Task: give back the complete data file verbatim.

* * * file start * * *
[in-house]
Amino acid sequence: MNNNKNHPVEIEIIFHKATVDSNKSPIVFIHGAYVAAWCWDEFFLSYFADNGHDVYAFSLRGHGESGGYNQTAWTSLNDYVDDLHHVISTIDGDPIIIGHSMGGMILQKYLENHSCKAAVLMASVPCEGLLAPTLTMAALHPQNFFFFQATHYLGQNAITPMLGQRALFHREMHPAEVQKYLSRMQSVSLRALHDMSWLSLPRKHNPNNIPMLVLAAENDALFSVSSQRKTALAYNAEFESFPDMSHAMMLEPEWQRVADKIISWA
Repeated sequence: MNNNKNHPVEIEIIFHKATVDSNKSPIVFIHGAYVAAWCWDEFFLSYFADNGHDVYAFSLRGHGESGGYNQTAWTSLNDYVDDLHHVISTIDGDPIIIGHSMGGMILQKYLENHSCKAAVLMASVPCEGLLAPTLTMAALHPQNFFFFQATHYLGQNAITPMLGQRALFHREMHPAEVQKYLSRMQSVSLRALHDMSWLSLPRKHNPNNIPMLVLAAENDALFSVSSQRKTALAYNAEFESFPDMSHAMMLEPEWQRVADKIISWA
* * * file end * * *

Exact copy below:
[in-house]
Amino acid sequence: MNNNKNHPVEIEIIFHKATVDSNKSPIVFIHGAYVAAWCWDEFFLSYFADNGHDVYAFSLRGHGESGGYNQTAWTSLNDYVDDLHHVISTIDGDPIIIGHSMGGMILQKYLENHSCKAAVLMASVPCEGLLAPTLTMAALHPQNFFFFQATHYLGQNAITPMLGQRALFHREMHPAEVQKYLSRMQSVSLRALHDMSWLSLPRKHNPNNIPMLVLAAENDALFSVSSQRKTALAYNAEFESFPDMSHAMMLEPEWQRVADKIISWA
Repeated sequence: MNNNKNHPVEIEIIFHKATVDSNKSPIVFIHGAYVAAWCWDEFFLSYFADNGHDVYAFSLRGHGESGGYNQTAWTSLNDYVDDLHHVISTIDGDPIIIGHSMGGMILQKYLENHSCKAAVLMASVPCEGLLAPTLTMAALHPQNFFFFQATHYLGQNAITPMLGQRALFHREMHPAEVQKYLSRMQSVSLRALHDMSWLSLPRKHNPNNIPMLVLAAENDALFSVSSQRKTALAYNAEFESFPDMSHAMMLEPEWQRVADKIISWA